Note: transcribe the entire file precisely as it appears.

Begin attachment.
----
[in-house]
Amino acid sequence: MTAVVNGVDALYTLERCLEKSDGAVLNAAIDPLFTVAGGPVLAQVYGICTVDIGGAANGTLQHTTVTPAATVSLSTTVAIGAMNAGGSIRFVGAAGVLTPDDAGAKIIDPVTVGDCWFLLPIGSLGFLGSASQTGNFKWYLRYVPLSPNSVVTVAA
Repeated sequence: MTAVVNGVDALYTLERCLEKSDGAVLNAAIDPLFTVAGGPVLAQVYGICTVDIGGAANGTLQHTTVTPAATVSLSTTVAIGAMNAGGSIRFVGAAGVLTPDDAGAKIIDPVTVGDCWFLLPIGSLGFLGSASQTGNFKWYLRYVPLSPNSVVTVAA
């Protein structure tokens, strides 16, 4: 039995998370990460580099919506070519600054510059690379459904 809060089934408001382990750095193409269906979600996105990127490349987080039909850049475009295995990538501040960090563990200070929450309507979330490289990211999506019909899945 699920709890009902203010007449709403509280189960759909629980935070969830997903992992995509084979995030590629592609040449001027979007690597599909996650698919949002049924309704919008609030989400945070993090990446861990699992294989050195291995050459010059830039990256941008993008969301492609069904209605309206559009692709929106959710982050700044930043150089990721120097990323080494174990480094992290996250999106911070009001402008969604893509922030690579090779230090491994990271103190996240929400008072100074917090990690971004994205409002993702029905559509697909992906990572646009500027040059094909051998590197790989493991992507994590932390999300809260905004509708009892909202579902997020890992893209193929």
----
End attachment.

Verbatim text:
[in-house]
Amino acid sequence: MTAVVNGVDALYTLERCLEKSDGAVLNAAIDPLFTVAGGPVLAQVYGICTVDIGGAANGTLQHTTVTPAATVSLSTTVAIGAMNAGGSIRFVGAAGVLTPDDAGAKIIDPVTVGDCWFLLPIGSLGFLGSASQTGNFKWYLRYVPLSPNSVVTVAA
Repeated sequence: MTAVVNGVDALYTLERCLEKSDGAVLNAAIDPLFTVAGGPVLAQVYGICTVDIGGAANGTLQHTTVTPAATVSLSTTVAIGAMNAGGSIRFVGAAGVLTPDDAGAKIIDPVTVGDCWFLLPIGSLGFLGSASQTGNFKWYLRYVPLSPNSVVTVAA
């Protein structure tokens, strides 16, 4: 039995998370990460580099919506070519600054510059690379459904 809060089934408001382990750095193409269906979600996105990127490349987080039909850049475009295995990538501040960090563990200070929450309507979330490289990211999506019909899945 699920709890009902203010007449709403509280189960759909629980935070969830997903992992995509084979995030590629592609040449001027979007690597599909996650698919949002049924309704919008609030989400945070993090990446861990699992294989050195291995050459010059830039990256941008993008969301492609069904209605309206559009692709929106959710982050700044930043150089990721120097990323080494174990480094992290996250999106911070009001402008969604893509922030690579090779230090491994990271103190996240929400008072100074917090990690971004994205409002993702029905559509697909992906990572646009500027040059094909051998590197790989493991992507994590932390999300809260905004509708009892909202579902997020890992893209193929």